If you find that your ammonia tester does not go any higher than 0.25 for a week, I'd count that as cycled. As I said earlier, some people never see that yellow colour on the chart but have been running years with no problems so they must be cycled. Being apparently stuck at 0.25 is a well known problem. Provided it stays forever at that reading and never goes up, the consensus is to treat it as though it is zero.

Offline Gazzariff

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Re: First timer needs help with fishtank cycling
« Reply #19 on: February 14, 2017, 03:20:35 PM »
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Once again many thanks for your help I will do as you say and keep you updated

Offline Gazzariff

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Re: First timer needs help with fishtank cycling
« Reply #20 on: February 15, 2017, 08:04:55 PM »
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When I stop the daily water changes do I stop dosing with prime also. Also I'm using an API testing kit am I right in thinkinkig you only use the high rate PH test if the normal PH test reads at the top of that scale, just tested mine tonight and it reads 6.0

Offline fcmf

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Re: First timer needs help with fishtank cycling
« Reply #21 on: February 15, 2017, 08:25:26 PM »
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I use Seachem Prime as my dechlorinator during the weekly or twice-weekly water change - have done for years with my goldfish (RIP  :'() and for the past 2+ years with my tropical fish. However, @Sue has opted to use other products with fewer additives/ingredients and which I plan to buy once my current bottle has finished - I'm sure she'll be on here later today / tomorrow and can explain this better than I can.

Offline Sue

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Re: First timer needs help with fishtank cycling
« Reply #22 on: February 15, 2017, 08:47:06 PM »
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Just use Prime when you do a water change.

Stopping the daily water changes but still testing every day is just to see if your ammonia and/or nitrite go up without daily water changes. If nitrite does go up, you need to start doing daily water changes again even if ammonia stays the same. If ammonia goes up, use that calculator to see if that still gives a reading below 0.02 - and do water changes if it does reach 0.02.
If neither go up, the tank is cycled for the fish in there now and you can do weekly maintenance water changes.


When you get more fish, only get a few at a time and test every day after each addition to be on the safe side.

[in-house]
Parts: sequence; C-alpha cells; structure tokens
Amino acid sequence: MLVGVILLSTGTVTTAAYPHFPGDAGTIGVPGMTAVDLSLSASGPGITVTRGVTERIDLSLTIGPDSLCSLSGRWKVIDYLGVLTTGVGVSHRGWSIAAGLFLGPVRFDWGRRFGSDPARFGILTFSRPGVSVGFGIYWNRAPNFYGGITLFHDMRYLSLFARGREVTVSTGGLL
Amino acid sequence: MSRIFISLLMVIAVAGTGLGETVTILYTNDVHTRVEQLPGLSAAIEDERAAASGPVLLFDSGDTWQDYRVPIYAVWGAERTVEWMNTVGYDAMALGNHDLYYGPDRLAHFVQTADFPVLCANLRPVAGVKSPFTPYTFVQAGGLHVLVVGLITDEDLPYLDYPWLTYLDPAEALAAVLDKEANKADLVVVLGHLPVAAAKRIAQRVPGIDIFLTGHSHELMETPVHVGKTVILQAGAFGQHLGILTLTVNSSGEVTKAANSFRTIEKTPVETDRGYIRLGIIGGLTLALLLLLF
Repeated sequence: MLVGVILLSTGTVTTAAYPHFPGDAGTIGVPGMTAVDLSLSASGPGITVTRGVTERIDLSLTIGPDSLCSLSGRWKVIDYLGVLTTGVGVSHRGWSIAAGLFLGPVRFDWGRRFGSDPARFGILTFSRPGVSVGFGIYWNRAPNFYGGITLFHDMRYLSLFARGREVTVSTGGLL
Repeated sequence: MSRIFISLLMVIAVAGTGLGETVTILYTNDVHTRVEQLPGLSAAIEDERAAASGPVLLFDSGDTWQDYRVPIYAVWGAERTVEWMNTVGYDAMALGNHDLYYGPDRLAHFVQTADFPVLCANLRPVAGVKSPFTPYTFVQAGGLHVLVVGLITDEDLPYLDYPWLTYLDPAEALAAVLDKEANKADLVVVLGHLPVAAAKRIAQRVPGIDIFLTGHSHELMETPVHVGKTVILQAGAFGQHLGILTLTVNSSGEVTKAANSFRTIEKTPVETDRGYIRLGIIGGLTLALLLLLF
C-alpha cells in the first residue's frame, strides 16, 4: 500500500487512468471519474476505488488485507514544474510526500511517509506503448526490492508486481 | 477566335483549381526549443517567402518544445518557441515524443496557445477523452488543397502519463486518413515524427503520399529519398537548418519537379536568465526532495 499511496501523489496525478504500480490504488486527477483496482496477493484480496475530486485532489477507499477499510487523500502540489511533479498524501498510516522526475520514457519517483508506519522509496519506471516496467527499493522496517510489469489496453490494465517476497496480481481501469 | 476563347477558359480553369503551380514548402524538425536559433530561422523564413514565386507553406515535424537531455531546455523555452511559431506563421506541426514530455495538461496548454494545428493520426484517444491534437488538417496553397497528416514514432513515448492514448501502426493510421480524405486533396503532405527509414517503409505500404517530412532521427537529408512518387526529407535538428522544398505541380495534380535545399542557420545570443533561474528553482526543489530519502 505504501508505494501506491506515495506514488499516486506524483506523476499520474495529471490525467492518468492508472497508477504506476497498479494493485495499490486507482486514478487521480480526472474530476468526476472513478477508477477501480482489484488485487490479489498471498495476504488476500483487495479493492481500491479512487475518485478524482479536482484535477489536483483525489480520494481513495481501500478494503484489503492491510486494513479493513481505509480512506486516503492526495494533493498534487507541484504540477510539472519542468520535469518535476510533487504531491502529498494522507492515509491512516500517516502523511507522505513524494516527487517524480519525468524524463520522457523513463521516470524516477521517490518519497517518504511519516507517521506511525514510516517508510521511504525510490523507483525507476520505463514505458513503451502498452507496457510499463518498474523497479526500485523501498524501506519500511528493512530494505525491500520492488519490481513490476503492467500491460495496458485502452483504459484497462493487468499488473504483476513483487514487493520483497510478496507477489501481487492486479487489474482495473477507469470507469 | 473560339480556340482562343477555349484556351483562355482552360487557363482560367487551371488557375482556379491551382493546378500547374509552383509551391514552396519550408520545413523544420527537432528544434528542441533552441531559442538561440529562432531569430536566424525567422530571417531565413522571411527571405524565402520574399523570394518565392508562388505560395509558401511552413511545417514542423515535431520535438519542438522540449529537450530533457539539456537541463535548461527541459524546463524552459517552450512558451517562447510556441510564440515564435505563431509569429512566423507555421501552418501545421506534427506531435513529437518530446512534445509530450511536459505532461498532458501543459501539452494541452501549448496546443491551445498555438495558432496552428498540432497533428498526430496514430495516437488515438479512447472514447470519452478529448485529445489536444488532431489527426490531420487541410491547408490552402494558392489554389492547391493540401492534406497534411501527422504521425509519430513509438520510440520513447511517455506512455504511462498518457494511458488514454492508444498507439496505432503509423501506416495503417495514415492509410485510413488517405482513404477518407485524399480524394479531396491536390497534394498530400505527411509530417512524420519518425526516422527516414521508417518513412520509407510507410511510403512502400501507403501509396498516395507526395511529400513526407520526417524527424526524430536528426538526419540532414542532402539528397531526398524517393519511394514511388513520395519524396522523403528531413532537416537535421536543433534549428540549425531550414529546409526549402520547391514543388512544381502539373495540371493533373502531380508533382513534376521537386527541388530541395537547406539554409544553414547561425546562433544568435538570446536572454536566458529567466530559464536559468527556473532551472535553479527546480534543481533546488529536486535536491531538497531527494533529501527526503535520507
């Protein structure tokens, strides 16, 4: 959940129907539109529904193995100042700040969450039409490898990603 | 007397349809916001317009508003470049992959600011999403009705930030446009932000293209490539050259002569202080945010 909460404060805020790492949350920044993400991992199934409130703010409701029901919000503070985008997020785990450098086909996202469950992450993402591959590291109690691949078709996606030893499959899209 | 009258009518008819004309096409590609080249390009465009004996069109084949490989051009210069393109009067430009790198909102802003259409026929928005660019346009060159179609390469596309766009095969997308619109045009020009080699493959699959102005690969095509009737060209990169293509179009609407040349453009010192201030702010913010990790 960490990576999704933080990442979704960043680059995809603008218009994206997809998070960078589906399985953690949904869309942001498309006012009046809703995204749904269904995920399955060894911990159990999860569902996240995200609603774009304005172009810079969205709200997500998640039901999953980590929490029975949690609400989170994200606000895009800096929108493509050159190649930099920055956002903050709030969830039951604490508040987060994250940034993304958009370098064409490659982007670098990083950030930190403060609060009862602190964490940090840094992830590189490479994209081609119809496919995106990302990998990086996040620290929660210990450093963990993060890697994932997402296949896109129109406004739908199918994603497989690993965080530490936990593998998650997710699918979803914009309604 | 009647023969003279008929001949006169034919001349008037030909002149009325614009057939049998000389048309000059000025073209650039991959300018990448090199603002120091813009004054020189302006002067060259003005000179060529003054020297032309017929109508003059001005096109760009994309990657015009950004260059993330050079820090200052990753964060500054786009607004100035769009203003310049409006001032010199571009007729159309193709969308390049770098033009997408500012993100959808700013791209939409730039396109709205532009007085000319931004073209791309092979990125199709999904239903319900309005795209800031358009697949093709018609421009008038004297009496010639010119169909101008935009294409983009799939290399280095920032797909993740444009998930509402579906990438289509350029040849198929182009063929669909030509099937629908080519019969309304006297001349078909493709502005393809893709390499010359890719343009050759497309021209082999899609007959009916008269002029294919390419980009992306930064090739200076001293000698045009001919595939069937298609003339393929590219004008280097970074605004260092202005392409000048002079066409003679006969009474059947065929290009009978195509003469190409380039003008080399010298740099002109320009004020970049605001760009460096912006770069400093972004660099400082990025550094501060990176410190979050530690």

Yes, high range pH tester is only for when the normal one shows the highest colour.

However, with a pH of 6, that's the lowest the normal range tester goes and it could be lower than 6 - even a lot lower.
What is the pH of your tap water, both a freshly run sample and water that has been allowed to stand over night?
A pH that low is not a problem as long as you chose fish capable of living in that pH. But if your tap water turns out to be a lot higher, we need to find out why the tank is so low.

Offline Gazzariff

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Re: First timer needs help with fishtank cycling
« Reply #23 on: February 16, 2017, 07:03:51 AM »
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Well I tested PH this morning
Standing overnight tap water. 7.6
Freshly run 7.6
I did a high range PH test this was 7.4
Tested tank water again this was still at 6.0

Offline Sue

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Re: First timer needs help with fishtank cycling
« Reply #24 on: February 16, 2017, 09:28:22 AM »
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So why is your tank pH so low?
Do you add anything to the tank other than dechlorinator? Your daily water changes mean that it can't be due to old tank syndrome.


At pH that low your filter bacteria won't grow, so even if the tank is cycled for your current fish you could have problems when you get more fish - though with that pH your total ammonia-ammonium can get quite high before the ammonia part reaches dangerous levels.

I think that besides stopping daily water changes to see if ammonia and/or nitrite increase we also need to get to the bottom of your low pH. I know the natural tendency of tanks is to become acidic, but not by that much and certainly not with 25% daily water changes.

Start at the beginning. Can you list:
Substrate
Decor
Plants (if any live ones, fake ones count as decor)
Brand of filter
Media inside the filter
Brand of dechlorinator
Any other chemicals added to the tank
Fish - species and number

Once we know exactly what is insde you tank we may be able to spot something.

Offline Gazzariff

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Re: First timer needs help with fishtank cycling
« Reply #25 on: February 16, 2017, 10:11:56 AM »